Vitus does not have the instant name recognition of Trek or Specialized, but maybe they should. The company is based, somewhat surprisingly, in Belfast, Northern Ireland. There’s a US division, and I first tested their road bike called the Zenium when I reviewed an indoor trainer.
Once the warm weather arrived, I started testing the Vitus Zenium out on the real pavement. The story of how that all went is one full of surprises and chance encounters.
The first big surprise is how light this bike is. At barely over 20 pounds, it almost feels like it isn’t even there — light enough that on many road trips including one in a town called Lanesboro, Minn. that I felt like the only real impediment was my own weight.
I’ve tested and reviewed dozens and dozens of bikes over the years, but the carbon construction, the way the entire bike feels when you ride, the balance, and the styling all made the Zenium feel ultra smooth and incredibly agile. On one trip, I kept noticing how there seemed like a lot of extra power to the bike and the glide is tremendous, but those factors are all related to how light the Zenium is for short rides to work (which I did a few times) and long rides.
I can’t overstate the importance of carbon construction. It was a turning point for me in my life about 10 years ago when I first reviewed a high-end bike that costs around this same price point of $2,099. Up until then, and even as a kid, I used what I lovingly refer to as “Walmart bikes” which just means, bikes that are not very light and don’t have optimal
Other than the weight, I noticed the Shimano 105 R7000 11-speed drivetrain is ultra smooth as well. Vitus mentions on their product page how the bike is ideal for quick and snappy rides, where you feel the bike is just ready to race, but also works fine for short day trips. I get what they mean. It’s comfortable to ride for 15-20 miles easily, but if you just need to go to a remote office, it’s fast and zippy, almost like a race-car that can beat everyone around the track but also ideal for endurance races just the same. It’s the best of both worlds. Other bikes I’ve tested that were more ideal for performance and speed just didn’t work great for really long rides.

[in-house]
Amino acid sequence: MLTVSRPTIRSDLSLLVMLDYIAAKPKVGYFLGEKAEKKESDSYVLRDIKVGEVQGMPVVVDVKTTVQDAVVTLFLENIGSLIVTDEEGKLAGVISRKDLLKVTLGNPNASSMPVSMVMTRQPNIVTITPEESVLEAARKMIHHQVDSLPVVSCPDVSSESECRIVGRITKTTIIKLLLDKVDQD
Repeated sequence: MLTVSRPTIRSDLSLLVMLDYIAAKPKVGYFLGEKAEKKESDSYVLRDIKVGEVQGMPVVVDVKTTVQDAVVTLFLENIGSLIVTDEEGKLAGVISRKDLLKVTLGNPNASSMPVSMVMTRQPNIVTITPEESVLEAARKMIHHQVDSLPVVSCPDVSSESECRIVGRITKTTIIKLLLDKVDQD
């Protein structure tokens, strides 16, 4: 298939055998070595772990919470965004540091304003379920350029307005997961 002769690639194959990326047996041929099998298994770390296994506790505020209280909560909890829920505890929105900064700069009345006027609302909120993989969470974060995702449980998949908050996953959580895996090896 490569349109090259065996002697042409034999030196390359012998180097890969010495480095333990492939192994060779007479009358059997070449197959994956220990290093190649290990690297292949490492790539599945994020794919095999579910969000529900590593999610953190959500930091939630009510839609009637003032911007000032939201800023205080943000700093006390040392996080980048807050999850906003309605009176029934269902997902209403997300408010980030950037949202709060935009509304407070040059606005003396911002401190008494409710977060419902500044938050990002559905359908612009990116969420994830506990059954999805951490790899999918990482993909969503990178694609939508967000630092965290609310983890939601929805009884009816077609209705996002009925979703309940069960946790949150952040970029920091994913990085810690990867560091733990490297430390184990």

I loved the Shimano 105 hydraulic disc brakes on this bike. On that trip in Lanesboro I mentioned, I could race up to a bridge or a turn-off at high speed, and then trust that the brakes would bring me to a nice and even stop quickly and efficiently. Walmart bikes, not so much.
Actually, the Zenium is a long jump from the Walmart bikes of years ago. At the $2100 price-point, it’s a bigger investment in some ways, but also a true investment in the sense that the bike will perform and keep you cycling for many years to come. And here’s my main point, A decade ago when I started riding higher-quality bikes, it changed everything. I enjoyed the performance, which means I enjoyed cycling way more. No clunky gears to shift through, no wide tires meant for kids learning to ride on a cul-de-sac, no old-school brakes that barely work a few years after you start riding. The Zenium is really meant for longevity and performance.
I honestly don’t know enough about bike design to say why this all works so well. Vitus says it this way: “Front and rear thru-axles keep the handling predictable and sharpen the bike’s responsive feel and efficiency, especially when you are out of the saddle and working hard up the climbs.” I can’t say I know what that means, but I believe it.